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NATO, Russia and Tactical Nuclear Arms

At the 2010 Lisbon summit, NATO committed itself to the goal of creating conditions for a world without nuclear weapons. NATO should honor this commitment and seize the opportunity of the upcoming Chicago summit to look at its nuclear policy — and engage with Russia. Tactical nuclear weapons are not covered by any existing arms control regimes. Thus, over two decades after the Cold War ended, thousands of tactical nuclear weapons remain in Europe.

We have still not managed to establish any credible system of accounting for these weapons. We do not know the exact size of the U.S. and Russian arsenals, nor are we certain of their storage locations.

It is true that, as a matter of policy, the alliance has been reducing its reliance on nuclear weapons and that the United States and Russia have cut their inventories of tactical nuclear weapons in Europe. But the main dilemma lingers on: the uncontrolled continued existence of these weapons undermines the credibility of our commitment to a nuclear-weapons-free world.

In Chicago, NATO will conclude its Deterrence and Defense Posture Review. A readjustment of the mix of nuclear and conventional capabilities will, by necessity, reflect scarcer resources. But the new policy must also facilitate a serious and constructive nuclear weapons dialogue with Russia.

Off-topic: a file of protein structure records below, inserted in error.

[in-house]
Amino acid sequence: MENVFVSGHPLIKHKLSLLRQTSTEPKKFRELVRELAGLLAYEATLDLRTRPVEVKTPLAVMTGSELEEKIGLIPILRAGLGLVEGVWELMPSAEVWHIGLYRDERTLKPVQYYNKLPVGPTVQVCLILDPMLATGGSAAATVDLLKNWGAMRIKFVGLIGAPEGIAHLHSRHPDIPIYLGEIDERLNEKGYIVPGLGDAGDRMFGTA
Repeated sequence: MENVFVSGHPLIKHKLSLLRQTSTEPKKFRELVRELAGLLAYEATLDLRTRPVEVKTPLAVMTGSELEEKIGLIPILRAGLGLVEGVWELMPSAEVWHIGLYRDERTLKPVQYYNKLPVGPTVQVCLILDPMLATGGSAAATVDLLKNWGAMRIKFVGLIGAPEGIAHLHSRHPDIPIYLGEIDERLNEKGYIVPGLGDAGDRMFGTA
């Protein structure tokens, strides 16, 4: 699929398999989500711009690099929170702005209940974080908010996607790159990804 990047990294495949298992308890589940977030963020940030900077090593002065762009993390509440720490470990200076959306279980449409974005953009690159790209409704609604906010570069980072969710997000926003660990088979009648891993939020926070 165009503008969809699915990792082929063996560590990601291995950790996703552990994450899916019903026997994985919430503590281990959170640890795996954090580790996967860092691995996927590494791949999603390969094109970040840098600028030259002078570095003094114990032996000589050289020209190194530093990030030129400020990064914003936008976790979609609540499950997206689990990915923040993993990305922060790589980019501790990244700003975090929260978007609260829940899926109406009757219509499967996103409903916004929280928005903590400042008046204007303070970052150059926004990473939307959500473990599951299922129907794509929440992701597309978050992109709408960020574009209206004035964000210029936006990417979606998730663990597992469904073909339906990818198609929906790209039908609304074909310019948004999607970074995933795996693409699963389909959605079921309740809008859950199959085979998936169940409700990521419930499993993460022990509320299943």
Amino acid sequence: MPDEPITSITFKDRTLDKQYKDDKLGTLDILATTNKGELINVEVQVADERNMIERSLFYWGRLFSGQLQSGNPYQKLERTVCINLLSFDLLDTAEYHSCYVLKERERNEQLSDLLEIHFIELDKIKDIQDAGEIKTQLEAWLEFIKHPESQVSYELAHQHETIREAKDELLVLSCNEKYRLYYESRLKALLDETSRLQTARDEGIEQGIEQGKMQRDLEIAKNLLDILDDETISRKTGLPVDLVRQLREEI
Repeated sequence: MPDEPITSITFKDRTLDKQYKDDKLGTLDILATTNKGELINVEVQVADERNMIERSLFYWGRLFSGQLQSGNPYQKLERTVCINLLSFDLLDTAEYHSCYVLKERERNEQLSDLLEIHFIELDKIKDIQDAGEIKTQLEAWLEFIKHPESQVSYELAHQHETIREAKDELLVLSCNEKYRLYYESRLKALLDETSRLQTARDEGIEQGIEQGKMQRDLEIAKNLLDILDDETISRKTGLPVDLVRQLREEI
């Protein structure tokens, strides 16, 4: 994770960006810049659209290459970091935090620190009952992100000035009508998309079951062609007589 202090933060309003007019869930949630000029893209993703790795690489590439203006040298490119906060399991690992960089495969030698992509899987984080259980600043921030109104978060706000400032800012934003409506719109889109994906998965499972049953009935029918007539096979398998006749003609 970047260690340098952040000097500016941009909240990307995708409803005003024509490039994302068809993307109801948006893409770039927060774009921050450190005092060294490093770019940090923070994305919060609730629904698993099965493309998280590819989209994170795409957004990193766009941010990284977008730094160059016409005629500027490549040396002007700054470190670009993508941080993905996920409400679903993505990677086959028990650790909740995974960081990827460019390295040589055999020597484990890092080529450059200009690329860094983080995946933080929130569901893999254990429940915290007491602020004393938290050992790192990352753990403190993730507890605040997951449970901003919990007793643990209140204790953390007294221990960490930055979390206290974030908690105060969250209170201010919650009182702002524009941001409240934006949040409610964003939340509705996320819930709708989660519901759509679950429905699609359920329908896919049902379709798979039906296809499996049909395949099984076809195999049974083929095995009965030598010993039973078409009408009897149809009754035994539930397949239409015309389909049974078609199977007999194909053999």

The ratification of the New Start treaty of 2010 raised expectations that arms control would be extended to cover tactical nuclear weapons. Two years ago, Poland and Norway launched a debate on possible NATO efforts toward this end.

It is high time to hold a meaningful dialogue between NATO and Russia on nuclear issues in general, and on tactical nuclear weapons in particular. Such talks could inject a positive note into NATO–Russia relations, bring about greater transparency and enhance mutual trust. This would then increase the likelihood of further weapons reductions and bring us closer to our goal of eliminating tactical nuclear weapons from Europe.

The Chicago summit should send a strong signal of NATO’s resolve to engage with Russia on nuclear issues. Our aim is to strengthen the partnership between NATO and Russia, and to contribute to Euro-Atlantic security.

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(Together with Poland's Foreign Minister Radoslaw Sikorski).

 

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